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HOCKEY: Bemidji State goalies express creativity, heritage through helmet design

The goalie mask has been elevated to an art form, and the helmets that secure the noggins of Bemidji State’s netminders are no exception.

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Bemidji State goaltenders Mattias Sholl, left, and Hannah Hogenson let imagination run wild when designing their helmets.
Madelyn Haasken / Bemidji Pioneer
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BEMIDJI – Goaltenders can be hermitic by nature.

The nature of the position requires them to be alone in the crease, serving as the final line of defense. They rarely leave the ice during periods, even when skaters maneuver to the bench during media timeouts.

But there is one unique way goalies can express themselves – the colorful, creative designs that adorn their protective helmets. The goalie mask has been elevated to an art form, and the helmets that secure the noggins of Bemidji State’s netminders are no exception.

“Mask designing is something that's super fun to look forward to,” women’s goalie Hannah Hogenson said. “We get two in our career here, so getting a chance to do a second one was really exciting. I know every goalie’s process for figuring out what they want to put on there is different.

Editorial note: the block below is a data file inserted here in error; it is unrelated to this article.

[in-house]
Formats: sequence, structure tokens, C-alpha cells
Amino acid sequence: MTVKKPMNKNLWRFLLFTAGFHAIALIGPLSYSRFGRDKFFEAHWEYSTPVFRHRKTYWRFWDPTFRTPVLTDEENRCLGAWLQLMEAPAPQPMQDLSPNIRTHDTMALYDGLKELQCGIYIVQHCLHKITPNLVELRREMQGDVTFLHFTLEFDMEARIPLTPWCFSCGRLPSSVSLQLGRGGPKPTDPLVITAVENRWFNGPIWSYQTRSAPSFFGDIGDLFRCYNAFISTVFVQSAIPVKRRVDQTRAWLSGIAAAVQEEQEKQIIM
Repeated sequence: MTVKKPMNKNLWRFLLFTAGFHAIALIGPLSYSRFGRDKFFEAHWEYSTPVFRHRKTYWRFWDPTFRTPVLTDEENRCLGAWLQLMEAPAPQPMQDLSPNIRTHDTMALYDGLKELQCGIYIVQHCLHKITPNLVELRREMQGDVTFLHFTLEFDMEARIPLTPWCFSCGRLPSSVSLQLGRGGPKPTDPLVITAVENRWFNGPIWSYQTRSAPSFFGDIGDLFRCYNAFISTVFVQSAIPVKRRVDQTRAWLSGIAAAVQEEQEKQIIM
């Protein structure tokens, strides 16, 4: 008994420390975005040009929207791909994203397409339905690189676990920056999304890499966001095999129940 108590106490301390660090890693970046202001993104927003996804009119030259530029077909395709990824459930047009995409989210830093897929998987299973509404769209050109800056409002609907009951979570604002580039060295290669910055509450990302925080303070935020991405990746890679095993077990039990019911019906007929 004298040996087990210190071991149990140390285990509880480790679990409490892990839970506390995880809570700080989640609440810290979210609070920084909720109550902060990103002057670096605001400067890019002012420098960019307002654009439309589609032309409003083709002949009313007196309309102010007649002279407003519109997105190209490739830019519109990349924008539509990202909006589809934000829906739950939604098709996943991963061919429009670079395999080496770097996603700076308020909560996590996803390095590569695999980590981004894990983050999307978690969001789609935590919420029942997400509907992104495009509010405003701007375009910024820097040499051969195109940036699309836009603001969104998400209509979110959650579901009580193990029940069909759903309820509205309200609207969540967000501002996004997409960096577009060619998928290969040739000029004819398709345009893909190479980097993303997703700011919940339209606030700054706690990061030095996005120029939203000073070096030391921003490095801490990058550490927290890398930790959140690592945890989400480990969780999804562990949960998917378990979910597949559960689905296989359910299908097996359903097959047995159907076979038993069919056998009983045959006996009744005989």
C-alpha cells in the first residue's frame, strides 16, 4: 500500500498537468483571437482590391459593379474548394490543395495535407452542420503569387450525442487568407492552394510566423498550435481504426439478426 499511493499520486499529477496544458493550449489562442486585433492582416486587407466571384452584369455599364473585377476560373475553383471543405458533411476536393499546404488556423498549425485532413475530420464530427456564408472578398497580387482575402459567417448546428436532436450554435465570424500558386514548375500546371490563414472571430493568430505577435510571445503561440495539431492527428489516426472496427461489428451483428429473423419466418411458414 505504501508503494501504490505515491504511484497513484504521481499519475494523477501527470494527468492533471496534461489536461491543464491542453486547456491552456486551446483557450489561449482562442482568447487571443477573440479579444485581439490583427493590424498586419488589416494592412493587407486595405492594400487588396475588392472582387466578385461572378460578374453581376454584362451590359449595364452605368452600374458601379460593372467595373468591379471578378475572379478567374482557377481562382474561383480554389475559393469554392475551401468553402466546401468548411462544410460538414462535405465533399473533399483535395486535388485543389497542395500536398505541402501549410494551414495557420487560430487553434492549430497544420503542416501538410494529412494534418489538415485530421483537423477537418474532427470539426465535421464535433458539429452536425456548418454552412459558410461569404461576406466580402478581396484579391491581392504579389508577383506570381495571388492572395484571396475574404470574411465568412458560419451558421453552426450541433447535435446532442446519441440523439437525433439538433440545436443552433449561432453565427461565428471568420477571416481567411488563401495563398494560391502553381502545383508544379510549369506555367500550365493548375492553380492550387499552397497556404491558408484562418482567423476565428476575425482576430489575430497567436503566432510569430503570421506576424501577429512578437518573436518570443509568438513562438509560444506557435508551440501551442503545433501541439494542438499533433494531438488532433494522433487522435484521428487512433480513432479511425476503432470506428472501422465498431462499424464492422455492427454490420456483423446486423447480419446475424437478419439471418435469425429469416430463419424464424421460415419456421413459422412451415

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Hannah Hogenson's helmet features details of her Alaskan upbringing.
Madelyn Haasken / Bemidji Pioneer

“I'm pretty visual, so I usually print out a mask template. And then I find inspiration from NHL goalies or stuff that I see on Instagram or social media, pull some different ideas together and then I usually sketch it out and send it over. It's pretty cool being able to bring it to life here.”

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Paul and Babe make a cameo appearance on Hannah Hogenson's helmet.
Madelyn Haasken / Bemidji Pioneer

Hogenson’s helmet contains a number of intricate details. The back features an outline of Alaska, her home state, emerging from a sheet of ice. The right side brandishes a graphic of Paul Bunyan and Babe the Blue Ox, and the left exhibits BSU’s skating angry Beaver logo in front of a brick wall-barricaded net.

Men’s goalie Mattias Sholl took a different approach to his helmet. The back panel showcases his California heritage and includes the classic orange hues of a sunset over his hometown Hermosa Beach Pier.

“I thought it was cool to put something on there for people (back home) when they watch,” Sholl said. “Whenever my mom watches my games, she loves seeing the back of my helmet. She takes pictures of it and likes to talk about and look at it. It’s something to remind me of home. I didn't pick the colors on the back, but I think it came out really nice. It looks clean.”

Sholl also honored his dual heritage with a choice of two flags on the back flap.

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Mattias Sholl honors Californian and Danish roots on the back of his helmet.
Madelyn Haasken / Bemidji Pioneer

“I put the USA flag and then the Danish flag because that represents both my nationalities,” Sholl said. “My mom's actually from Denmark, and now I'm a dual citizen. So I got that on there.”